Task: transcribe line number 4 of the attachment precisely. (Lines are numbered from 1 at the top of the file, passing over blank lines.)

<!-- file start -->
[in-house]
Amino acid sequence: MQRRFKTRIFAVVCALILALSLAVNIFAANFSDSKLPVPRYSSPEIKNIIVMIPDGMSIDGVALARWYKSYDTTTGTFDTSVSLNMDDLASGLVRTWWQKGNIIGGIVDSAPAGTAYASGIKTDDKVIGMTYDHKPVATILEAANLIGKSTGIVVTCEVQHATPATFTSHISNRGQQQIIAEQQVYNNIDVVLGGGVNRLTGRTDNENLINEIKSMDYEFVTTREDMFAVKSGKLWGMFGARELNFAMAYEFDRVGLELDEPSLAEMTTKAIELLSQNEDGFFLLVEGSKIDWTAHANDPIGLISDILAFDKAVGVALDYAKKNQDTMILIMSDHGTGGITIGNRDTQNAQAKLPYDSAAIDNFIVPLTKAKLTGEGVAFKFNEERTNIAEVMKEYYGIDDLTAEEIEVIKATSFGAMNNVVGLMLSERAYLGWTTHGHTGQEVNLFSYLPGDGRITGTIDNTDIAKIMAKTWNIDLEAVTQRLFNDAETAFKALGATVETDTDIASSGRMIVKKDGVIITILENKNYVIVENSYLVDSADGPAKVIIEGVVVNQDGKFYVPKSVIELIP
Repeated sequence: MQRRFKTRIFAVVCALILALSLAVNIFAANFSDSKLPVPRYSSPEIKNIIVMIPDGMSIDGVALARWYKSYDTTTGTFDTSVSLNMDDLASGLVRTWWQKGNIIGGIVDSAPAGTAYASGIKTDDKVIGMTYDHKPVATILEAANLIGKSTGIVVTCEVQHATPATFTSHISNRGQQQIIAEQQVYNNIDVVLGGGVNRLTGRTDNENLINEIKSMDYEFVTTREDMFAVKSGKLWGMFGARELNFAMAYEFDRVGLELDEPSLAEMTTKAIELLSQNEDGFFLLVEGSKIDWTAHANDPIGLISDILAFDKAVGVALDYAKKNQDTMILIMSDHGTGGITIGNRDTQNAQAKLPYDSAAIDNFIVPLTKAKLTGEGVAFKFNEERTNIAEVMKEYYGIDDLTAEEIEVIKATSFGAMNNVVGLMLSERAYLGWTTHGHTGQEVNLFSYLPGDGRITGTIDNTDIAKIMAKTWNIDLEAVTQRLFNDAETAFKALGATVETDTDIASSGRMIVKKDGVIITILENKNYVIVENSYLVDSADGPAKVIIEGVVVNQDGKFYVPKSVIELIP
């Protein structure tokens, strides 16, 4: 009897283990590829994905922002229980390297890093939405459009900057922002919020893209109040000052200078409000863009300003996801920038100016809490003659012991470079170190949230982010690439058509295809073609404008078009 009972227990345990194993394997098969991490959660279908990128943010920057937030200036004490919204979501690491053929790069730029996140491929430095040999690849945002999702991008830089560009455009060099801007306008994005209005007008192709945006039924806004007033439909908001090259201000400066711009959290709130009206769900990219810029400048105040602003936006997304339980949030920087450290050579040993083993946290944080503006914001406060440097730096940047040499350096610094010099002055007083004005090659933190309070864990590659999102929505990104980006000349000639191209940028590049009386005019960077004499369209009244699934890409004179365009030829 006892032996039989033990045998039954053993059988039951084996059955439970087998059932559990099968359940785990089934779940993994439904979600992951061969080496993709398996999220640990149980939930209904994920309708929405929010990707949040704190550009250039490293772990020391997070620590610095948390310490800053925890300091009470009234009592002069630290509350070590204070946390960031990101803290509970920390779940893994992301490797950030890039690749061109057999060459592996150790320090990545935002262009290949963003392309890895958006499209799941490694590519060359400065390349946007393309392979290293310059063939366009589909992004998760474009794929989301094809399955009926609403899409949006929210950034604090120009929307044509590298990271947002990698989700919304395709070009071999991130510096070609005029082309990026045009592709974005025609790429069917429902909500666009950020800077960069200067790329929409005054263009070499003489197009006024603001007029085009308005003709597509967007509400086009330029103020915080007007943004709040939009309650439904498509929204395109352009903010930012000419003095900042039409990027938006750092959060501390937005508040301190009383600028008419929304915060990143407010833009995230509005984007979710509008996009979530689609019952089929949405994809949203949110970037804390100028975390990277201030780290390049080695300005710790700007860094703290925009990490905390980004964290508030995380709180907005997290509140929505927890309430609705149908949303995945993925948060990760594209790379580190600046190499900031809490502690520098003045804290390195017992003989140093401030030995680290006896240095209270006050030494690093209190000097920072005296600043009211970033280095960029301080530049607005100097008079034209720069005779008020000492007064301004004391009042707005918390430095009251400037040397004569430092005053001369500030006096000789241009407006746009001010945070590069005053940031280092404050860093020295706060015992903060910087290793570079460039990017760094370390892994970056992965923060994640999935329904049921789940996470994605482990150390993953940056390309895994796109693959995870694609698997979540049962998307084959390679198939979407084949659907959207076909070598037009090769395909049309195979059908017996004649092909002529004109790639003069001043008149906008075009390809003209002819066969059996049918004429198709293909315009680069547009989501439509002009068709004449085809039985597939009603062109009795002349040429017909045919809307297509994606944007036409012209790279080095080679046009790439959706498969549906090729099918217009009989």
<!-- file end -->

């Protein structure tokens, strides 16, 4: 009897283990590829994905922002229980390297890093939405459009900057922002919020893209109040000052200078409000863009300003996801920038100016809490003659012991470079170190949230982010690439058509295809073609404008078009 009972227990345990194993394997098969991490959660279908990128943010920057937030200036004490919204979501690491053929790069730029996140491929430095040999690849945002999702991008830089560009455009060099801007306008994005209005007008192709945006039924806004007033439909908001090259201000400066711009959290709130009206769900990219810029400048105040602003936006997304339980949030920087450290050579040993083993946290944080503006914001406060440097730096940047040499350096610094010099002055007083004005090659933190309070864990590659999102929505990104980006000349000639191209940028590049009386005019960077004499369209009244699934890409004179365009030829 006892032996039989033990045998039954053993059988039951084996059955439970087998059932559990099968359940785990089934779940993994439904979600992951061969080496993709398996999220640990149980939930209904994920309708929405929010990707949040704190550009250039490293772990020391997070620590610095948390310490800053925890300091009470009234009592002069630290509350070590204070946390960031990101803290509970920390779940893994992301490797950030890039690749061109057999060459592996150790320090990545935002262009290949963003392309890895958006499209799941490694590519060359400065390349946007393309392979290293310059063939366009589909992004998760474009794929989301094809399955009926609403899409949006929210950034604090120009929307044509590298990271947002990698989700919304395709070009071999991130510096070609005029082309990026045009592709974005025609790429069917429902909500666009950020800077960069200067790329929409005054263009070499003489197009006024603001007029085009308005003709597509967007509400086009330029103020915080007007943004709040939009309650439904498509929204395109352009903010930012000419003095900042039409990027938006750092959060501390937005508040301190009383600028008419929304915060990143407010833009995230509005984007979710509008996009979530689609019952089929949405994809949203949110970037804390100028975390990277201030780290390049080695300005710790700007860094703290925009990490905390980004964290508030995380709180907005997290509140929505927890309430609705149908949303995945993925948060990760594209790379580190600046190499900031809490502690520098003045804290390195017992003989140093401030030995680290006896240095209270006050030494690093209190000097920072005296600043009211970033280095960029301080530049607005100097008079034209720069005779008020000492007064301004004391009042707005918390430095009251400037040397004569430092005053001369500030006096000789241009407006746009001010945070590069005053940031280092404050860093020295706060015992903060910087290793570079460039990017760094370390892994970056992965923060994640999935329904049921789940996470994605482990150390993953940056390309895994796109693959995870694609698997979540049962998307084959390679198939979407084949659907959207076909070598037009090769395909049309195979059908017996004649092909002529004109790639003069001043008149906008075009390809003209002819066969059996049918004429198709293909315009680069547009989501439509002009068709004449085809039985597939009603062109009795002349040429017909045919809307297509994606944007036409012209790279080095080679046009790439959706498969549906090729099918217009009989």